Teetering on the Fiscal Cliff
In the countdown to the fiscal cliff, David Mayhew, Jacob Hacker and Zack Cooper held a panel at the Yale Law School, “The Fiscal Cliff and What’s at Stake?” on December 4.
Their discussion focused on:
1) how the new administration would try to raise the revenue needed over the next 10 years, with the Republicans generally wanting to close tax loopholes and lower tax rates, and the Democrats basically wanting to raise tax rates on the top 2% income earners;
2) what programs were on the chopping block within the discretionary funds (i.e. science funding and anti-poverty programs), and the mandatory funds, such as Medicare, Medicaid, and Social Security,;
3) what chance the administration had of settling before the deadline.
Mayhew began the conversation pointing to historical comparisons with other administrations. “There have been big money showdowns before,” he said, “Hoover in 1932, Bush 41 in 1990, Clinton in 1995 and in 2008 TARP.” He noted that “some presidents have been more concerned about debt management than others,” ranking Obama’s first term as one of the “least concerned” along with Reagan and Bush 43. “Austerity, tax hikes and spending cuts are not popular for presidents.” He also noted that now augurs well for a settlement because it’s similar in some ways to 1996, and because neither party’s base has a consensus, some Democrats want spending cuts and some Republicans want to raise taxes on millionaires.”
Zack Cooper laid out the rising cost of government medical programs, noting that the main drivers of spending are medical technology and unproductive spending. For example, Avastin costs $90,000 per therapy and only extends life three months. He pointed out the ways in which we have to slow spending down—either by premium support where we leave the medical choices up to the individual patient (essentially the Paul Ryan plan), or by getting a governing board together that will decide what should be funded based on cost effectiveness. He noted the difference between the debt and the debt talk: “Right now, the government is projected to spend about $14.5 trillion on Medicare and Medicaid through 2020 and what we’re arguing about is roughly $200 billion, about 1% of the money. It’s really a false debate”.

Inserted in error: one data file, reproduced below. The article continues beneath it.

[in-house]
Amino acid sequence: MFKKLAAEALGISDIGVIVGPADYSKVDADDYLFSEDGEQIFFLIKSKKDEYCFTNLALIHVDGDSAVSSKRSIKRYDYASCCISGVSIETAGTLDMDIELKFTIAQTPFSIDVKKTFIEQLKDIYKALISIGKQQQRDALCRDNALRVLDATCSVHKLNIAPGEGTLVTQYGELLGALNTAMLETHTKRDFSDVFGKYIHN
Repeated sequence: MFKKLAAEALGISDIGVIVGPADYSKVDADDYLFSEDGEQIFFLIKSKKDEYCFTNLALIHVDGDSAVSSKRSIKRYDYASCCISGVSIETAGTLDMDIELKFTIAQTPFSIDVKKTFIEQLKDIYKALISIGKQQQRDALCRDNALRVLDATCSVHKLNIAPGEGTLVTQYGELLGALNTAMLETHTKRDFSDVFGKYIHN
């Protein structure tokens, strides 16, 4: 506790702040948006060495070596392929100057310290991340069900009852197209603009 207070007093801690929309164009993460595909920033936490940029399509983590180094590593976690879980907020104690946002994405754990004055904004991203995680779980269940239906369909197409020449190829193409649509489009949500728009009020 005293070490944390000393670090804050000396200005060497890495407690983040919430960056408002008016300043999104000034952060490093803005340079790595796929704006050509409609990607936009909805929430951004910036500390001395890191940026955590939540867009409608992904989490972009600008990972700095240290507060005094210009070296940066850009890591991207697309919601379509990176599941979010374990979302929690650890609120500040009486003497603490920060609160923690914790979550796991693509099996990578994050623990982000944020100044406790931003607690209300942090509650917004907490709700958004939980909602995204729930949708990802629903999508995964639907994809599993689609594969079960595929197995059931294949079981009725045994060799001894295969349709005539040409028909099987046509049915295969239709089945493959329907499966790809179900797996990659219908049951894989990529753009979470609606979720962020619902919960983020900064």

Jacob Hacker presented the rising growth of inequality, showing how while income for the richest .01% has skyrocketed, even breaking away from the ordinary 1% rich, their taxes have been plummeting. He attributed it to American politics and policymaking in the last generation, in particular the persuasiveness of businesses to lobby lawmakers. Hacker also agreed he was a “budget hawk” when it comes to health care costs. “We need to get a governing board together to decide.”